I recently sold a family member, and letting go was tough. We'd grown distant over the years, although one look could open the floodgates of memories. But the sales transaction created a new memory — and changed my mind-set.
It was all perfectly legal, of course. The family member I bid farewell was my 40-year-old yellow Volkswagen Beetle, bought brand new for about $2,200 on a rainy September morning in Lexington, Ky. I didn't have a driver's license when I bought the car in 1971 with my new husband, but I soon learned the rhythm of gears and clutch to keep the VW moving smoothly. I earned my operator's license in the VW.
A drive to visit Tampa in-laws that Christmas saw gas at 26 cents a gallon and the trip from Berea, Ky., cost less than $10. We were amazed even then, but never guessed the time would come when $10 of gas wouldn't even fill the small tank.
In May 1977, I left my east Tennessee home, sitting gingerly in the VW, and knew life would soon change. I was on the way to the hospital for the birth of my son, who later spent hours riding back and forth to school in the little car. A daughter arrived and added more memories, including the time, when she was about 2, I caught her fascinated with holding a strawberry milkshake upside down, watching drips splatter on the black vinyl seats.
The years rolled on. After a move to Florida, my husband and I divorced but the little car stayed. As a teacher, I drove the VW for years from my North Tampa home to Pasco County schools: Schrader, Calusa, Gulfside and Seven Springs. Students knew the car and brought me VW things: pencil sharpeners, key chains, miniature cars and a yellow VW eraser from my young daughter.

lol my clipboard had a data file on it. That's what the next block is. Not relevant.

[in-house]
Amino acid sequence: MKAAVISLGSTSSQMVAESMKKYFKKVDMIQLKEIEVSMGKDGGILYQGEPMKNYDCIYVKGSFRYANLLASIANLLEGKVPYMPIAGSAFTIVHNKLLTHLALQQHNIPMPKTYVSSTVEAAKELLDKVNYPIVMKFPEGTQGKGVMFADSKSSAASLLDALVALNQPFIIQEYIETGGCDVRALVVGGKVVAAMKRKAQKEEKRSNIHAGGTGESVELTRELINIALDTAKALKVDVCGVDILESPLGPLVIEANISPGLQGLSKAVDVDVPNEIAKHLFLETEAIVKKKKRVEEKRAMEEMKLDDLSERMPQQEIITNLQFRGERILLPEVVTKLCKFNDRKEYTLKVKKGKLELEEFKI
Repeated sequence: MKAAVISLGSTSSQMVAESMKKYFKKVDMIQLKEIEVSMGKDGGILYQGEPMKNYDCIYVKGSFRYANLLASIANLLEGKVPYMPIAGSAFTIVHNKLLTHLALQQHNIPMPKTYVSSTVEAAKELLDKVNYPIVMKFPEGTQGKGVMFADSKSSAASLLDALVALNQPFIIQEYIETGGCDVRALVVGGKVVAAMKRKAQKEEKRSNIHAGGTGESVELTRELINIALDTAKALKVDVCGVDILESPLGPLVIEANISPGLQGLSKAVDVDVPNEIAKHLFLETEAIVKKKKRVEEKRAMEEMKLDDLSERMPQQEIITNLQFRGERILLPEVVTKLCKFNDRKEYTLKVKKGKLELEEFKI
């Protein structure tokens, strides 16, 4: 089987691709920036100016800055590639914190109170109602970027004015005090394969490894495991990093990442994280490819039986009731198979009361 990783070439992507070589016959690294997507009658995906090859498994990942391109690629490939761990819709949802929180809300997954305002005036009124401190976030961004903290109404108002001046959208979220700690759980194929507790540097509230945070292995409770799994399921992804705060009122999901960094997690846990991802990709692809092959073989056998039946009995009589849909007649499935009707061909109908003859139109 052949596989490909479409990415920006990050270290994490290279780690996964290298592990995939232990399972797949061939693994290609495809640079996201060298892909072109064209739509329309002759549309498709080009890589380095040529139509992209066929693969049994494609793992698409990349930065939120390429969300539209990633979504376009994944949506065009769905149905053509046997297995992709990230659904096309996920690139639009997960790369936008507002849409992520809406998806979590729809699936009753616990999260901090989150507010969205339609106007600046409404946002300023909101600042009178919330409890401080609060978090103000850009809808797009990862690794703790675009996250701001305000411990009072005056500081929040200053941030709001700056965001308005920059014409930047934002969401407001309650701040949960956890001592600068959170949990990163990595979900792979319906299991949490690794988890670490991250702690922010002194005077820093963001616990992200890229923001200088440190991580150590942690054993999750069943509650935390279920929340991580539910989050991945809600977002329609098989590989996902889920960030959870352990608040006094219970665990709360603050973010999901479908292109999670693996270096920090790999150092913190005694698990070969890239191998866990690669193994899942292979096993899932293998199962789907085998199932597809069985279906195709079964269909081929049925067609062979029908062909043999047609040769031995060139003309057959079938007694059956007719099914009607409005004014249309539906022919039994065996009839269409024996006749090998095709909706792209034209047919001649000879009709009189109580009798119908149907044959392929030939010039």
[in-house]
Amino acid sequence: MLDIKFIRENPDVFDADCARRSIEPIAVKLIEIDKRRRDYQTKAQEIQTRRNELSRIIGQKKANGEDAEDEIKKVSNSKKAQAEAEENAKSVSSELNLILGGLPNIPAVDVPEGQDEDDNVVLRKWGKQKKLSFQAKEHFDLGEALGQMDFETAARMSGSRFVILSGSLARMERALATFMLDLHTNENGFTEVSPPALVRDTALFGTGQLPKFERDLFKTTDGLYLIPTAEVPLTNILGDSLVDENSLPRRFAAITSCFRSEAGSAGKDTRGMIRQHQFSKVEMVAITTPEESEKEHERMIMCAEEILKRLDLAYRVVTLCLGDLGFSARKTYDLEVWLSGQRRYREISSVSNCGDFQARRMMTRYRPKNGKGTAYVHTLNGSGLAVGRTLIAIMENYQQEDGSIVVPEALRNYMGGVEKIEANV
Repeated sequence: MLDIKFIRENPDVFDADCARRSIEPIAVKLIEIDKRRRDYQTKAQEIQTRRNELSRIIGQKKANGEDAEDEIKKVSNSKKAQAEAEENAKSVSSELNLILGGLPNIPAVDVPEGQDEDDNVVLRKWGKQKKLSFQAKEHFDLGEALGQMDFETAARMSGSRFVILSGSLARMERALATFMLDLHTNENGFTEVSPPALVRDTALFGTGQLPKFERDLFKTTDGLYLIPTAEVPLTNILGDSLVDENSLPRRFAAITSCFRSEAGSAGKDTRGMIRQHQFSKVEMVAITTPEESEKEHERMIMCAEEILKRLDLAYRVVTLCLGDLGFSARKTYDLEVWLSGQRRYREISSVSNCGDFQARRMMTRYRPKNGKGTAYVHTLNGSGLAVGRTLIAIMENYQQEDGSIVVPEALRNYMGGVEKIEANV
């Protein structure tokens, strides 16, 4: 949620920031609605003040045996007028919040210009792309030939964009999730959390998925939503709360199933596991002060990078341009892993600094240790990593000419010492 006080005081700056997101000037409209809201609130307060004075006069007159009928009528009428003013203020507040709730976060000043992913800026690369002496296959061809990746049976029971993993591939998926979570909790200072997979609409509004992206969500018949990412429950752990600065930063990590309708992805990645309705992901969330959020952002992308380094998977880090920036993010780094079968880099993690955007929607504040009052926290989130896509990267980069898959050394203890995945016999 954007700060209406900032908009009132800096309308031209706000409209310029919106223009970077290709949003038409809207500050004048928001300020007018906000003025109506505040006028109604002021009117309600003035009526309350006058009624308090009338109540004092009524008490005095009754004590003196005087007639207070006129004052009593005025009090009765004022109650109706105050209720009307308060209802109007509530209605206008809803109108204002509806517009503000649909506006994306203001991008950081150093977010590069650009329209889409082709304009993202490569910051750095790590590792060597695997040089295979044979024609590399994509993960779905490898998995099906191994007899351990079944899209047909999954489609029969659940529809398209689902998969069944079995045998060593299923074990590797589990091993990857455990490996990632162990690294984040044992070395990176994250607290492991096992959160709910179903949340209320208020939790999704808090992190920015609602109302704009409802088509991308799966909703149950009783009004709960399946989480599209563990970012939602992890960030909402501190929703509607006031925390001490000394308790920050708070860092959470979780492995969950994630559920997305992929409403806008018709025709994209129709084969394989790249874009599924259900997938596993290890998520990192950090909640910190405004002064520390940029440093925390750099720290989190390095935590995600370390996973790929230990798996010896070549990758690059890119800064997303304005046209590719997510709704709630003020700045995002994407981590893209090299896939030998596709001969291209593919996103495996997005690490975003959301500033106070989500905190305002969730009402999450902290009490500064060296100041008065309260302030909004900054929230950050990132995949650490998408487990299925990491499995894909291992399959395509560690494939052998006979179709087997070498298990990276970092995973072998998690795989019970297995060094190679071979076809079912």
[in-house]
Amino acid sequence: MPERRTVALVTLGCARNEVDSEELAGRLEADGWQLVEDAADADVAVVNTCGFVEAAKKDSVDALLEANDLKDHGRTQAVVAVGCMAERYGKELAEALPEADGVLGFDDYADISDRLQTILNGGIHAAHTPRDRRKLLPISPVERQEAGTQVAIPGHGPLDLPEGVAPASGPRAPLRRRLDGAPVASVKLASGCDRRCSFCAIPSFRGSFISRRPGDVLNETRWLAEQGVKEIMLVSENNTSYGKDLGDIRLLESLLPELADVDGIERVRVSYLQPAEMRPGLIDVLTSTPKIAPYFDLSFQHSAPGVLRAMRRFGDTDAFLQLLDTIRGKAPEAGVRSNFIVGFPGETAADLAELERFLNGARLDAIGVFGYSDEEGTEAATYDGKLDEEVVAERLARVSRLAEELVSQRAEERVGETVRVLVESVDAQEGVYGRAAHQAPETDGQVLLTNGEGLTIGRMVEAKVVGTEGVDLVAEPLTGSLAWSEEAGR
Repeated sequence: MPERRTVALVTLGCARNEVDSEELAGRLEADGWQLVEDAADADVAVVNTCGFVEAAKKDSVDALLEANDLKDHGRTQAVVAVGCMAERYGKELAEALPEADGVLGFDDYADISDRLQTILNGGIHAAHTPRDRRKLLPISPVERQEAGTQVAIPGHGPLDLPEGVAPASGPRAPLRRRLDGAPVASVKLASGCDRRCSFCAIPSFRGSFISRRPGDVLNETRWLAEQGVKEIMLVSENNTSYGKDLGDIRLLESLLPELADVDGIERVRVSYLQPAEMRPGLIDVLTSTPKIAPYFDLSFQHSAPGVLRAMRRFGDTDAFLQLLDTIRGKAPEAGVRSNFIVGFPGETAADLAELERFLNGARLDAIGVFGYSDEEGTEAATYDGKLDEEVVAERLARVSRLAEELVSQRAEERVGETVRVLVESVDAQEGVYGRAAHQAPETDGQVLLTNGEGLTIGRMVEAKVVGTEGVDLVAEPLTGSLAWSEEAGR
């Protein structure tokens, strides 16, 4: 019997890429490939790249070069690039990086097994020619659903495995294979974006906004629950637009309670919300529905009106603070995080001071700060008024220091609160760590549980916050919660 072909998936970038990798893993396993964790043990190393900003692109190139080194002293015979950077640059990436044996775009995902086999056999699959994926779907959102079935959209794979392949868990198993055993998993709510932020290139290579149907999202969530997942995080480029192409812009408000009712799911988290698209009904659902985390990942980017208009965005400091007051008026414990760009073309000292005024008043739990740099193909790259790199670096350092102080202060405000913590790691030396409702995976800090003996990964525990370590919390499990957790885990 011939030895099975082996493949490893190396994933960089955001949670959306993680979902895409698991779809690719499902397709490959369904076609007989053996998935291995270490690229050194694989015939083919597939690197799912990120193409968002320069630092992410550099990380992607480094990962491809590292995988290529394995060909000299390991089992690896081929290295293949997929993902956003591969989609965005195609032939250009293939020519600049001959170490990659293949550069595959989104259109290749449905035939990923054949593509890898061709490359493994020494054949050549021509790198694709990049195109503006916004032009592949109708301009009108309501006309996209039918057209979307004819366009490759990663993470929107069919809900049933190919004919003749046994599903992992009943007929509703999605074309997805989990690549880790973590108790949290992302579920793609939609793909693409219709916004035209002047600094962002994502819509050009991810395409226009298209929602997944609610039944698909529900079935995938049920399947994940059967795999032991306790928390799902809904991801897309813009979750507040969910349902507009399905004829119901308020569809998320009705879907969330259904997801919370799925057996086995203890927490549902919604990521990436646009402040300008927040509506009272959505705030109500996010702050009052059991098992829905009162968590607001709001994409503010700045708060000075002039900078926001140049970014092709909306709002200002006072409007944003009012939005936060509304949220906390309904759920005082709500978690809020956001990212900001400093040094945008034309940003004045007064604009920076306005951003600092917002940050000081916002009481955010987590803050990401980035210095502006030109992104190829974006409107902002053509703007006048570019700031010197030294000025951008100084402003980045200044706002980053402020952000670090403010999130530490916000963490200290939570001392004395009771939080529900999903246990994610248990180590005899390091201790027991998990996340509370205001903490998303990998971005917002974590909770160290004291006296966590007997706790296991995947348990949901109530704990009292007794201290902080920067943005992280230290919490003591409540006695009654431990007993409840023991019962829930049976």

A gold VW necklace charm came from a student I taught for three years and who felt much like my own child. It was stolen during a 1999 burglary. The crook was caught and I came to the police station to claim the recovered items. The VW charm triggered tears.
Restoration started at Mancini Automotive's State Road 52 shop, where the little car had been serviced since 1980. Due to my complacency of knowing the car was in good hands, time slipped away. The car was beautiful but still needed "a little TLC," Paul Mancini said.
Finally, I decided to let the car go. Nibbles from online car ads produced only e-mail exchanges from people who loved VWs. Then I posted my Beetle in the Times' collectible car section. I got phone calls from some people interesting in seeing the car, but more often the possible buyers and I just ended up chatting. One couple was retired educators, like me, and we talked more about teaching than the car.
Then a new call came, and I was taken aback at the voice of a young woman, keenly interested. I was curious why this young bank vice president would want to buy my car.
She sent an e-mail with a photo of her father from years back, standing alongside his 1957 Chevy that he'd bought new and enjoyed for many years. The daughter loves the old VWs.
We met and her firm business handshake and direct eye contact were satisfying. I liked her pleasant assertiveness when she said, "I want this car."
We drove the VW together, chatted and laughed. I hoped she'd be the new owner. A few days later we signed the official papers and I handed her a gift bag with VW things including a yellow mug and a yellow VW key ring.
Now 40 years since it rolled off the ship from Germany in Toledo, the sparkling yellow VW sailed along smooth as silk, as if it knew it had a new life coming.